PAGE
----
The skeletal division that would remain after Antietam continued to fight on.  In December of 1862, the Reserve Corps produced the only bright spot for the Union Army during the Battle of Fredericksburg, as they pushed their way through a freezing swamp, to punch a hole in the position of Stonewall Jackson's troops.  Unsupported, however, they were forced to fall back after Jackson counterattacked, shedding more Keystone blood.  During the Battle of Gettysburg in July 1863, the Reserves would arrive on the battlefield in time to hold back a Confederate force that was making a clean sweep through the hotly contested Wheatfield.  Six members of the 6th Reserves Regiment would earn the Medal of Honor at Gettysburg (most of their photographs can be seen here).  By the time enlistments ran out for the Reserve Corps in mid 1864, the division numbered some three thousand men, nearly one thousand of which would re-enlist for the remainder of the war, fighting with the 190th & 191st Pennsylvania Volunteers.

The story of the Pennsylvania Emergency Militia, while somewhat less known, intermingles with the story of the famed Pennsylvania Reserve Corps.  The men of the Corps kept alive the tradition of the Pennsylvania Militiamen who rushed to the call of 1776, and became everything many in the Emergency Militia of 1862 and 1863 hoped to live up to.  However, as Seymour's letter to Pennsylvania's Adjutant General Russel illustrates, the Reserves paid dearly for their legendary status, and for their beloved state.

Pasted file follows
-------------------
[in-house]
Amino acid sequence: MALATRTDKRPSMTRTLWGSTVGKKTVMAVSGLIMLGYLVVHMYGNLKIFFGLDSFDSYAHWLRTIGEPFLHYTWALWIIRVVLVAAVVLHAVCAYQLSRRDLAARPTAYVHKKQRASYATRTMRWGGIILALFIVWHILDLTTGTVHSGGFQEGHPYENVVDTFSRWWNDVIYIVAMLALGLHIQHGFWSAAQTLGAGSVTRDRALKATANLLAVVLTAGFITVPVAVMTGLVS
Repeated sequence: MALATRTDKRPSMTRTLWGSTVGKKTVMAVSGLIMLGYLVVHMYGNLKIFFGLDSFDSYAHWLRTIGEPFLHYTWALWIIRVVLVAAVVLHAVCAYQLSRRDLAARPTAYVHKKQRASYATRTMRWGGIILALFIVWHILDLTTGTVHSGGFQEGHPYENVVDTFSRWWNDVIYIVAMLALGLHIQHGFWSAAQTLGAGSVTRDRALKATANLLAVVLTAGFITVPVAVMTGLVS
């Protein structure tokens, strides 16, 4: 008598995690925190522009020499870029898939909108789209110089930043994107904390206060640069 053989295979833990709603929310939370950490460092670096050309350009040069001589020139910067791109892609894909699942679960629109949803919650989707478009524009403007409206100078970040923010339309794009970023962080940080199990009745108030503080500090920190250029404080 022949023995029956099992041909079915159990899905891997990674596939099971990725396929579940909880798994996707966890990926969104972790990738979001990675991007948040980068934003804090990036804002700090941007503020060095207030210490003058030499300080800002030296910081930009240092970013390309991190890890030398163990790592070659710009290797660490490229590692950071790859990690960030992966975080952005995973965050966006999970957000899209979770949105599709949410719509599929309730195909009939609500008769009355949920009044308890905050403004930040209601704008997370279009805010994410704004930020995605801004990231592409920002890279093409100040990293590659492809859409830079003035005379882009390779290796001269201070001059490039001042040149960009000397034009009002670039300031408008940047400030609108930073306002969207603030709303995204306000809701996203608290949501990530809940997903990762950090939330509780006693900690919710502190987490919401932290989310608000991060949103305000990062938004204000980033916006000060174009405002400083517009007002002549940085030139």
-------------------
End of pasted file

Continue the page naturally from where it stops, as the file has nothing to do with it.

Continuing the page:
"Last fight of the Pennsylvania Reserves" - Library of Congress

Bates, Samuel P. History of Pennsylvania volunteers, 1861-5 : prepared in compliance with acts of the legislature. Harrisburg: B. Singerly, State Printer, 1869.

Glover, Edwin A,. Bucktailed Wildcats: A Regiment of Civil War Volunteers. New York: Thomas Yoseloff, 1960.

Mitchell, John. "From Hammond's Company", The Agitator [Wellsboro, PA], October 29, 1862.

Newland, Ph.D., Samuel J. The Pennsylvania Militia: Defending the Commonwealth and the Nation 1669-1870. Annville, PA: Commonwealth of Pennsylvania Department of Military and Veterans Affairs, 2002.

Nichols, Edward J. Toward Gettysburg: A Biography of General John F. Reynolds. The Pennsylvania State University Press, 1958.

Seymour, Truman. Letter to Adj. Gen. of Pennsylvania, September 27, 1862. Pennsylvania State Archives, Record Group 19, Office of the Adjutant General, Series 19.29, General Correspondence.

Sypher, Esq., J. R. History of the Pennsylvania Reserve Corps. Lancaster, PA: Elias Barr & Co., 1865.